“We have the whole building to ourselves.”
“Can we perform in the hall?”
“Or maybe in the study room? Some of us could stand on the chairs and tables.”
“Yeah! But we can’t turn off the lights in there and we’re supposed to perform in darkness.”
“How about the bathroom?”
“Let’s do it.”
“Alright everyone,” we announce to our audience, the other half of the class, “We’re going on a field trip. Follow us.”
We quickly place ourselves one-a-stall and close the doors.
A drone begins a few stalls over.
A whooshing rhythm joins in.
Our individual sounds build as someone experiments with stomping on the floor. Another classmate hits the wall. I feel inspired to shake my door.
Without centralized direction or visual cues, we listen for our times to add or subtract sound, and slowly, our composition comes to an agreed resolution.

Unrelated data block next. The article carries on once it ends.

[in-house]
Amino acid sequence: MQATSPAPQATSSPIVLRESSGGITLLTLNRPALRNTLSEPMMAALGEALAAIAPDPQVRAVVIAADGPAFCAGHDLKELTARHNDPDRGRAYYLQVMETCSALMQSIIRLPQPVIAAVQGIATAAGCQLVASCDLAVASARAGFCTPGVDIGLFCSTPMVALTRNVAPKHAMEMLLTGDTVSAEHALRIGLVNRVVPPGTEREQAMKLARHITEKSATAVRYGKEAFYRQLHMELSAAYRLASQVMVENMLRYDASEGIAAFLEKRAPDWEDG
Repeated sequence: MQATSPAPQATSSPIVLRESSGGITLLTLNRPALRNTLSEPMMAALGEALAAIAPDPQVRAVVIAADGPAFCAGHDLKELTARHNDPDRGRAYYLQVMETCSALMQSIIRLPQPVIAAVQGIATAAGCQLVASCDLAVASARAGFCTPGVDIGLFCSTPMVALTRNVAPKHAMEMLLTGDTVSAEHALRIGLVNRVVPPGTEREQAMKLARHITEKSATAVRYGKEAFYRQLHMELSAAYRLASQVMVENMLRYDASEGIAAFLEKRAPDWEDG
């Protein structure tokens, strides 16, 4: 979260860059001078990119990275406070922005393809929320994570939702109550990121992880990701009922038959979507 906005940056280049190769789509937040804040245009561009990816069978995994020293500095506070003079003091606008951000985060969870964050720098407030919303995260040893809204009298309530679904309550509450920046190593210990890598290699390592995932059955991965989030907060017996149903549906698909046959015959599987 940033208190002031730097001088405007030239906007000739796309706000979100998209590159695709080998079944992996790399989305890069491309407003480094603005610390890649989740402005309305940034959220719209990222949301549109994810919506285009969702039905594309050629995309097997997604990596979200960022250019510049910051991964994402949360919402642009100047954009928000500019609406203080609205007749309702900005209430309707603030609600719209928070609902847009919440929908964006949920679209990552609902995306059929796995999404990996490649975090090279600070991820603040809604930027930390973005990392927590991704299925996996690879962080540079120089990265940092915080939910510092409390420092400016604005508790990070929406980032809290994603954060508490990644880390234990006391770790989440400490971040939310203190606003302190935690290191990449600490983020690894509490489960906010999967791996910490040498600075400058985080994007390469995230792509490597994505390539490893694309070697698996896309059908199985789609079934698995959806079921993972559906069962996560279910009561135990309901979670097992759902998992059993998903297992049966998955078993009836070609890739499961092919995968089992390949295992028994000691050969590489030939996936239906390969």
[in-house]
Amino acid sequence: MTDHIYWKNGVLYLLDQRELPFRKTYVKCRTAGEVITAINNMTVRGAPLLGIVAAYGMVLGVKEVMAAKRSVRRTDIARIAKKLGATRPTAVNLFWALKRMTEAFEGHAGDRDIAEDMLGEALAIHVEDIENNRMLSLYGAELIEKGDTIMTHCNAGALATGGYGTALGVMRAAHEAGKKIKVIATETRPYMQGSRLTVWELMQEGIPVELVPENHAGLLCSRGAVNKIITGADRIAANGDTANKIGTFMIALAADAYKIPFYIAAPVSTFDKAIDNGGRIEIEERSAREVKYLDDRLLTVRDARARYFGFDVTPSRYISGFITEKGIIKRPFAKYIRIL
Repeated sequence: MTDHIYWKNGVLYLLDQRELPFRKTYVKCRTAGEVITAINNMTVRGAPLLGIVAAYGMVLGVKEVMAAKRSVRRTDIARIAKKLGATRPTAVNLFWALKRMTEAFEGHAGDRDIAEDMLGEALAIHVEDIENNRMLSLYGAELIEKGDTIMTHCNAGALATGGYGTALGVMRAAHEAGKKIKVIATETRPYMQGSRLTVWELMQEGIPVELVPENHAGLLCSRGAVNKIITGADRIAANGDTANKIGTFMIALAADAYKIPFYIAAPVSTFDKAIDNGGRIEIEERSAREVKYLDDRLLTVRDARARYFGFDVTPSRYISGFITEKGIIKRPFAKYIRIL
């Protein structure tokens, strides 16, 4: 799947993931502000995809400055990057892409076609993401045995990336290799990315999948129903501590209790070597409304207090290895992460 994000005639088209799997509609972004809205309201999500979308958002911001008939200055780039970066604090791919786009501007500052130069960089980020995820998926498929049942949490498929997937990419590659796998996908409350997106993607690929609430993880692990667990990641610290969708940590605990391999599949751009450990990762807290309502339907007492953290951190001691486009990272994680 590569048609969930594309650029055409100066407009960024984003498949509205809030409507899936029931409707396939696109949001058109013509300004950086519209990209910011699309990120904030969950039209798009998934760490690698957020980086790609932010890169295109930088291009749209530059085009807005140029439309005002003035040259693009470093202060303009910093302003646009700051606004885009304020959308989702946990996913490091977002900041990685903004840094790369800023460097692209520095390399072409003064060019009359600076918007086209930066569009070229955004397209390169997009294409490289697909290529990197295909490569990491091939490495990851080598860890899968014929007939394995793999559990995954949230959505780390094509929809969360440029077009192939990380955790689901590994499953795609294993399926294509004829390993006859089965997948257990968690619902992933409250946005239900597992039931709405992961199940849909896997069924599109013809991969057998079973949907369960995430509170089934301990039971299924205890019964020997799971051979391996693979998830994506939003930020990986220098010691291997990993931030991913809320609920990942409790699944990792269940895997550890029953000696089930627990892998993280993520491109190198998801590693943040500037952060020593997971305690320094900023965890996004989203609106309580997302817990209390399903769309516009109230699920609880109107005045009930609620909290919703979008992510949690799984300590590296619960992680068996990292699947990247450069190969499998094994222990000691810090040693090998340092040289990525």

We are fortunate that this kind of activity is encouraged. Because it is the norm, the stakes are lowered.
Although we come to class as artists and educators who are mostly predisposed to practicing outside of the box, we create this environment together.
As Fels and Belliveau write in Exploring Curriculum: Performative Inquiry, Role Drama, and Learning,”The kind of curricular experiences you create with your students reveal your values, who you are as an educator, and how you believe students best learn.”1
Because our professors have modeled vulnerability, we have made ourselves vulnerable.
Because our professors have modeled playfulness, we have space to be playful.
Because I feel trusted, I can trust others.
1Lynn Fels and George Belliveau, Exploring Curriculum: Performative Inquiry, Role Drama, and Learning (Vancouver: Pacific Educational Press, 2008), 40.